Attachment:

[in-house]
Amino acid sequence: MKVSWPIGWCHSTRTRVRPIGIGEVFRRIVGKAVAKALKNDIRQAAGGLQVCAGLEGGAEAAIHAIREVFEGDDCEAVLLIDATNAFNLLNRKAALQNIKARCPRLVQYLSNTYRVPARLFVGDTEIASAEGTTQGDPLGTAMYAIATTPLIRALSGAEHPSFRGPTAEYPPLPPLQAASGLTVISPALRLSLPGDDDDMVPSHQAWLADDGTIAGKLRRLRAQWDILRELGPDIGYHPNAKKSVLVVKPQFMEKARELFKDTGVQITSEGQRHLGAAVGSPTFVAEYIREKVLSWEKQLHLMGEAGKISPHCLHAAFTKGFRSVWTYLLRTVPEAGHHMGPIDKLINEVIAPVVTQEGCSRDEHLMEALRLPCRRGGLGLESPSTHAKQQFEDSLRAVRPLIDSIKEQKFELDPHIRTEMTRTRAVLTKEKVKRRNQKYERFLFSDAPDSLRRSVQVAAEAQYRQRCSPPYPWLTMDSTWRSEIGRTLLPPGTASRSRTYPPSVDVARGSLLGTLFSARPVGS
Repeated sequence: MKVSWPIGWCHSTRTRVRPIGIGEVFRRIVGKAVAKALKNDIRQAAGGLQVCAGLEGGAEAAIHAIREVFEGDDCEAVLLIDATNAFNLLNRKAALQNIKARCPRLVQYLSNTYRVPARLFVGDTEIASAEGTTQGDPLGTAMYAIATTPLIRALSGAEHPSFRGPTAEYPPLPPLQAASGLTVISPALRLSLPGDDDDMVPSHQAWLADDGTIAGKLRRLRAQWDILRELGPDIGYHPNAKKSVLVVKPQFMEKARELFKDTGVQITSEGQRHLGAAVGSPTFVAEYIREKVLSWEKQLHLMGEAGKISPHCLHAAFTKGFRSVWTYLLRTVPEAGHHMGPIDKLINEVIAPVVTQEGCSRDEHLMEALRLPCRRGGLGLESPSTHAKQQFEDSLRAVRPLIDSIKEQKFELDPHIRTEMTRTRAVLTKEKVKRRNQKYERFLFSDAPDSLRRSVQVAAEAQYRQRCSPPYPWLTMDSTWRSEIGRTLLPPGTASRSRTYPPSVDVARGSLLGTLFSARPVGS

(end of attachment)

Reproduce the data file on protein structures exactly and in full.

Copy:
[in-house]
Amino acid sequence: MKVSWPIGWCHSTRTRVRPIGIGEVFRRIVGKAVAKALKNDIRQAAGGLQVCAGLEGGAEAAIHAIREVFEGDDCEAVLLIDATNAFNLLNRKAALQNIKARCPRLVQYLSNTYRVPARLFVGDTEIASAEGTTQGDPLGTAMYAIATTPLIRALSGAEHPSFRGPTAEYPPLPPLQAASGLTVISPALRLSLPGDDDDMVPSHQAWLADDGTIAGKLRRLRAQWDILRELGPDIGYHPNAKKSVLVVKPQFMEKARELFKDTGVQITSEGQRHLGAAVGSPTFVAEYIREKVLSWEKQLHLMGEAGKISPHCLHAAFTKGFRSVWTYLLRTVPEAGHHMGPIDKLINEVIAPVVTQEGCSRDEHLMEALRLPCRRGGLGLESPSTHAKQQFEDSLRAVRPLIDSIKEQKFELDPHIRTEMTRTRAVLTKEKVKRRNQKYERFLFSDAPDSLRRSVQVAAEAQYRQRCSPPYPWLTMDSTWRSEIGRTLLPPGTASRSRTYPPSVDVARGSLLGTLFSARPVGS
Repeated sequence: MKVSWPIGWCHSTRTRVRPIGIGEVFRRIVGKAVAKALKNDIRQAAGGLQVCAGLEGGAEAAIHAIREVFEGDDCEAVLLIDATNAFNLLNRKAALQNIKARCPRLVQYLSNTYRVPARLFVGDTEIASAEGTTQGDPLGTAMYAIATTPLIRALSGAEHPSFRGPTAEYPPLPPLQAASGLTVISPALRLSLPGDDDDMVPSHQAWLADDGTIAGKLRRLRAQWDILRELGPDIGYHPNAKKSVLVVKPQFMEKARELFKDTGVQITSEGQRHLGAAVGSPTFVAEYIREKVLSWEKQLHLMGEAGKISPHCLHAAFTKGFRSVWTYLLRTVPEAGHHMGPIDKLINEVIAPVVTQEGCSRDEHLMEALRLPCRRGGLGLESPSTHAKQQFEDSLRAVRPLIDSIKEQKFELDPHIRTEMTRTRAVLTKEKVKRRNQKYERFLFSDAPDSLRRSVQVAAEAQYRQRCSPPYPWLTMDSTWRSEIGRTLLPPGTASRSRTYPPSVDVARGSLLGTLFSARPVGS